WHY “NEWMAN”?
Blessed John Henry Cardinal Newman, 1801-1890, Beatified in 2010

The Catholic Church has always had a serious interest in higher education. The first universities in Europe, from the 12th century on, were Catholic intuitions established for training clergy. Secular universities are actually a novelty, coming mostly from the early 19th century. Even on the secular campuses, the Church has seen fit to minister to the Catholics who study there, so Catholic Campus Ministry was begun on secular and other non-Catholic college campuses.

In the United States, these Catholic Campus Ministry offices are known as Newman Centers, named after the great English Catholic convert, priest, and Cardinal, John Henry Newman.

Newman had been a professor at Oxford, and an Anglican priest, and as he studied early Christian writing, he grew more and more convinced of the authenticity of the Catholic Church. He led many other Anglican scholars and clergymen in a more “Catholic” direction; this would become known as The Oxford Movement of the mid 19th century.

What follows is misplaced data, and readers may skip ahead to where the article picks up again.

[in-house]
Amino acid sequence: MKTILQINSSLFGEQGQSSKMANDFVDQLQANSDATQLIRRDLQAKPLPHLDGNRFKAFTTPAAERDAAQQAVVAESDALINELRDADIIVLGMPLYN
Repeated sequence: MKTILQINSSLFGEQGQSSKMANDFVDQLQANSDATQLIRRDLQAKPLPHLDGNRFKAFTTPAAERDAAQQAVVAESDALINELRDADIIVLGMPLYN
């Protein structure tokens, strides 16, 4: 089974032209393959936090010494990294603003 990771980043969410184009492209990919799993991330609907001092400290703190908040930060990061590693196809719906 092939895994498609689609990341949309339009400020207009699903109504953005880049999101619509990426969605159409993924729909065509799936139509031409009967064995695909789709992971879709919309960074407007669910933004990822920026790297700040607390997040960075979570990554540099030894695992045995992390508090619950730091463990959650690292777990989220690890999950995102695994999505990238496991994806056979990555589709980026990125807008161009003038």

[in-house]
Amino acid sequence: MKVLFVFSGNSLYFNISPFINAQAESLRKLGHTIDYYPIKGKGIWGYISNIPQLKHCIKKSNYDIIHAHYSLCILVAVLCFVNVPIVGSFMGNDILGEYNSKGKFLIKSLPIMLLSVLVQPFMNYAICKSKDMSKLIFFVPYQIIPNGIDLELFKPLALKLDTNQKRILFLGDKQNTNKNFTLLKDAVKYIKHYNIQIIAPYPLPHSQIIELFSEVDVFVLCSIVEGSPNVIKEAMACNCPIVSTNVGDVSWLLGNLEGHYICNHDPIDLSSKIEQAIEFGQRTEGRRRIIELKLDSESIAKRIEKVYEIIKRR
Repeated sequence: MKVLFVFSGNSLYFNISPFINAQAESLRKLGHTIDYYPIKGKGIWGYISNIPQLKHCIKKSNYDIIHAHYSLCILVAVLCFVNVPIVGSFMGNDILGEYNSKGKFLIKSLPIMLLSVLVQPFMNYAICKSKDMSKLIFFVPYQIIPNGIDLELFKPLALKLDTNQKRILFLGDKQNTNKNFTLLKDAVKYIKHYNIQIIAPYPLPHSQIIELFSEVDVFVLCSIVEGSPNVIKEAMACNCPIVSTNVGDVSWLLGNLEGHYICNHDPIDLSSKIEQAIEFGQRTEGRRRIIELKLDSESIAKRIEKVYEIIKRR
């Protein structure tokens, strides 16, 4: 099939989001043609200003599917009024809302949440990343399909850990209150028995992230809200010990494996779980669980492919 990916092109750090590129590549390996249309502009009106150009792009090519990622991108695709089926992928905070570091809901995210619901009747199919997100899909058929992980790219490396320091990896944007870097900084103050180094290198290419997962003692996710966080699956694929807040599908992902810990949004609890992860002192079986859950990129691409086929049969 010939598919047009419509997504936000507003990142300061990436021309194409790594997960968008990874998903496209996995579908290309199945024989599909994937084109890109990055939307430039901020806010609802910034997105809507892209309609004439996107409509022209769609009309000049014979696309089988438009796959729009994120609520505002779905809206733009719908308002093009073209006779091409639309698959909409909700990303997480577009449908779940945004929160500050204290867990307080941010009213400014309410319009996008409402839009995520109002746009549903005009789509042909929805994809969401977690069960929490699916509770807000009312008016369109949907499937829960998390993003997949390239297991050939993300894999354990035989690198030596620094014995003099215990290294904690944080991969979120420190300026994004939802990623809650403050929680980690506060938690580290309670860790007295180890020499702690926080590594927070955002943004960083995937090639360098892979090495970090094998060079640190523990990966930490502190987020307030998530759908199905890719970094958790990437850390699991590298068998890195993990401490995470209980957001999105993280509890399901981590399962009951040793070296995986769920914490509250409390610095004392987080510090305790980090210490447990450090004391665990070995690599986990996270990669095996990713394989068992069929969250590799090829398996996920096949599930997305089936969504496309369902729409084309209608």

Eventually Newman realized he could not change the Anglican Church, and he became a Catholic. He wrote The Idea of a University, would found University College in Dublin, and he established the London Oratory, which still thrives.

He was a man of letters and still considered to be one of the major writers of the Victorian era in England. His writings on Theology have remained enormously influential in the life of the Catholic Church, affecting many of the reforms at the Second Vatican Council. Newman’s writings are cited in council documents more than any other writer, including Augustine or Aquinas.

It is because of Newman’s own attentions to serving Catholic students at the college level that his name has become synonymous with Catholic Campus Ministry.